A spike in toxic sulfur dioxide gas closed schools around the village of Pahoa, 25 miles (40 km) east of the volcano, where lava from fissures has destroyed 37 homes and other structures and forced about 2,000 residents to evacuate.
Kilauea is one of the world's most active volcanoes.
Geologists said the result would likely release trapped steam rather than lava, similar to the explosions at Kilauea in 1925.
Even before Thursday morning's explosive eruption, the ash plume from the volcano could be seen from the International Space Station.More news: Eagles World Cup Camp Opens Monday In Uyo
Such observatories already exist in Hawaii, Alaska, California, Wyoming and Washington, but the legislation would upgrade and integrate the systems, expand the number of volcanoes that are monitored and create a grant program that would support research into emergency technologies.
It was not the big blast scientists have been warning could come from the crater any time, and that threat - of an explosion that could produce flying boulders the size of cows - remained unchanged late Thursday. This new eruption has launched a thick gray plume of ash and dust towering about 30,000 feet or around 9.1 kilometers into the sky, followed by a rain of dust and small rocks on a nearby town.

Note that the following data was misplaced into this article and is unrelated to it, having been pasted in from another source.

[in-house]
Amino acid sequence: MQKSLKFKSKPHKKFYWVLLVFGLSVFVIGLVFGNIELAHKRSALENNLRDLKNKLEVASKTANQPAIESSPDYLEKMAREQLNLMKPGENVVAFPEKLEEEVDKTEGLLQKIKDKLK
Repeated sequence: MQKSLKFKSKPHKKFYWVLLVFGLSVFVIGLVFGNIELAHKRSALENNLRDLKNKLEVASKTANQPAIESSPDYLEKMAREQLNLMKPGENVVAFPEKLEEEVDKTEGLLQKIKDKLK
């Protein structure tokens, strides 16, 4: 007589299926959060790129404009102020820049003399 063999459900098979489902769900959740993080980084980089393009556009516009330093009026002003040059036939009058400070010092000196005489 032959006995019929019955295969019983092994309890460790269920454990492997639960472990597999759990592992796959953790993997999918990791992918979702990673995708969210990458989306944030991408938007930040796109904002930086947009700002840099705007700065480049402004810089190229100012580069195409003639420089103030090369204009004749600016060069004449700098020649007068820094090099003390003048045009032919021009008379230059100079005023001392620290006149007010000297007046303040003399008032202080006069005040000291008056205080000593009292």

Hawaii's Kilauea volcano spewed ash almost six miles (9 km) into the sky on Thursday and scientists warned this could be the first in a string of more violent explosive eruptions with the next possibly occurring within hours.
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Kilauea volcano has been erupting continuously since 1983. Masks for family members are advised as well, but residents near fissures should remember that cloth masks, like those now being distributed for free at certain community centers in the area, will not protect them from unsafe gases and vapors.
Scientists with the USGS have not yet figured out the cause of explosions like the one that happened Thursday morning. Hawaii's state volcanologist, Bruce Houghton, says that the current event appears to be a type of complex eruption that occurs only once every 50 to 80 years. New radar measurements estimate the volcanic ash plume to reach 30,000 feet.
Another phone alert warned: "The wind may carry the ash plume north toward Kau, Volcano, Mt View, Kea'au and as far as Hilo".
The National Weather Service has issued an ashfall advisory until 12 p.m. HST, Hawaii County Civil Defense reported. "Fortunately no (volcanic) vents opened up today, but this event is far from over". "So a big event that got people's attention but not with widespread impacts", Michelle Coombes said.More news: Epic Games release new mode with BIG V-Bucks rewards
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